As we look at Jesus, we are reminded of the right place for humility as we think about this issue.

What we cannot affirm

We cannot affirm that sexual identity is our core identity.

Disagreeing with someone on this issue seems difficult because it is seen as if you disagree with who they are as a person. This is because the prevailing Western thought today argues that our identity is formed by what we are, what we think, what we feel and what we desire.

When it comes to homosexuality, author Carl Trueman argues that this is now primarily seen with our sexual desires:

“The LGBTQ+ movement really rests on the idea that fundamentally definitive of who you are is not so much how you behave sexually, but the sexual desires you experience. Those are the things that define you as being who you are…it’s virtually unprecedented in human history that we now define ourselves in terms of our sexual desire.”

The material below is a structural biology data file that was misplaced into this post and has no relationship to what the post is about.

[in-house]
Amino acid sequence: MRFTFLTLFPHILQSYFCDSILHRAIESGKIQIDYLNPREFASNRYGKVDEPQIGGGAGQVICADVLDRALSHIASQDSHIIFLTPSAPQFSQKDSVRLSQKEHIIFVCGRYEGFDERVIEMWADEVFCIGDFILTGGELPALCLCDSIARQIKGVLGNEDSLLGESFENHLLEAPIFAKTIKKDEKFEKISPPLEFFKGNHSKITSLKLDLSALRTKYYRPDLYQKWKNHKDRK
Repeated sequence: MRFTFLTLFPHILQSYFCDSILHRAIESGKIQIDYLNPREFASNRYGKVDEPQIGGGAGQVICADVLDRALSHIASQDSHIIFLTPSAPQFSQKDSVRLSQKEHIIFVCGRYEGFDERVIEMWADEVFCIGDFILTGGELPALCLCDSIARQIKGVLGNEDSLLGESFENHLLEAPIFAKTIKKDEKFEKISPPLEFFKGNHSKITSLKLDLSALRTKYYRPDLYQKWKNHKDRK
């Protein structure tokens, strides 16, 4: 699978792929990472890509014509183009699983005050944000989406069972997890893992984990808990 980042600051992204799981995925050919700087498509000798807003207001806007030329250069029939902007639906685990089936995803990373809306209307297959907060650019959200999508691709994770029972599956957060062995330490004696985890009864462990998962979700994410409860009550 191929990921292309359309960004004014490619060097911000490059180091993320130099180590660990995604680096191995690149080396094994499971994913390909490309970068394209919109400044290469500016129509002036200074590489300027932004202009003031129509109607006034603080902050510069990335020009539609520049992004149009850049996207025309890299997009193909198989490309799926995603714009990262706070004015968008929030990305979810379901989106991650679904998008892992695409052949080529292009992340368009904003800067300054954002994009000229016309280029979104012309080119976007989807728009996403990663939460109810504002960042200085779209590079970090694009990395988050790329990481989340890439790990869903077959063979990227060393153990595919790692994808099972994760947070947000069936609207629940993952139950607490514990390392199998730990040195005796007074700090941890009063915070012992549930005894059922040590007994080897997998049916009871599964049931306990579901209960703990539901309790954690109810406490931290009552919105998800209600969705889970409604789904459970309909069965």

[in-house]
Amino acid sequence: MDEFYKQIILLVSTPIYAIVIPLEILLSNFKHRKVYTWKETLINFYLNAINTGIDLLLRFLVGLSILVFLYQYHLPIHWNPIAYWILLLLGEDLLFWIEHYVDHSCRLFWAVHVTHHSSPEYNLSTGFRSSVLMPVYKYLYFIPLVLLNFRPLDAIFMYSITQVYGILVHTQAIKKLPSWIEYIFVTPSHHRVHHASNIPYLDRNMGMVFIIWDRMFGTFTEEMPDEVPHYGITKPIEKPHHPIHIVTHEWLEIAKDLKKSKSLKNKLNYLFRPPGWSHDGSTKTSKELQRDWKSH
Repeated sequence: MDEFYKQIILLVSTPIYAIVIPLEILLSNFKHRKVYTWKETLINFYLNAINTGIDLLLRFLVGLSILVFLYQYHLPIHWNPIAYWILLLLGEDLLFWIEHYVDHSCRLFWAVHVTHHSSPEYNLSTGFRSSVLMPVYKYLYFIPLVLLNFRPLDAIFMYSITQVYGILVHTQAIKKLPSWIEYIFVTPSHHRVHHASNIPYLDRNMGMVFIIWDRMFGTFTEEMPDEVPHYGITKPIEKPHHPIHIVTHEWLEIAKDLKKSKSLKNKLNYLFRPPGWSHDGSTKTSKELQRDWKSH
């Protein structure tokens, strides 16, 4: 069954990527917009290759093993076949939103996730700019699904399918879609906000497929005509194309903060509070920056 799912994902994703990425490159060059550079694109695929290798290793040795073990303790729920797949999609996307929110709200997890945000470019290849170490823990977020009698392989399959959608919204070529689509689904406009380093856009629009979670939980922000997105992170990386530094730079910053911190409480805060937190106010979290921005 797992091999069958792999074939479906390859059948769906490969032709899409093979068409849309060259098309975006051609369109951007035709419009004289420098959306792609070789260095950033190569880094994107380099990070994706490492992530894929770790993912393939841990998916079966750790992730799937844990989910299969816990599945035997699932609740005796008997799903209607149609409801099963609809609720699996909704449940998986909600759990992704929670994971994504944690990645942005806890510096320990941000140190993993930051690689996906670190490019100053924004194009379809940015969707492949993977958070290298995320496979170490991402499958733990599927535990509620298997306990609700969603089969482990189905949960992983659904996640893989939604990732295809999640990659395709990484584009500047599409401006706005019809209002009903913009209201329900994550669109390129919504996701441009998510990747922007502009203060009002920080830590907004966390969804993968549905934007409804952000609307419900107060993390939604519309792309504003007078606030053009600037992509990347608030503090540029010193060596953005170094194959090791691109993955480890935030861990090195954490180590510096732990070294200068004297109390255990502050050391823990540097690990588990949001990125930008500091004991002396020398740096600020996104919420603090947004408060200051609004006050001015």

The problem is basing our identity around our sexuality is completely unstable.

As Andy Robinson of Living Out states:

“Even friends of mine who are happily married will acknowledge that there are ups and downs, times of joy and times of pain. It just doesn’t work to make sexuality and who we love the absolute basis for who we are – there are too many peaks and troughs. We need something more solid.”

The Christian message offers a better story, a more stable identity – one not found in something unstable like our sexuality but located in the unconditional love of a God who made us, who came to earth to offer us life to the full and who is still willing to receive us despite our failures. This is what the rainbow originally represented – it is a symbol of God’s grace and deliverance given by God to his people (Genesis 9:12-17).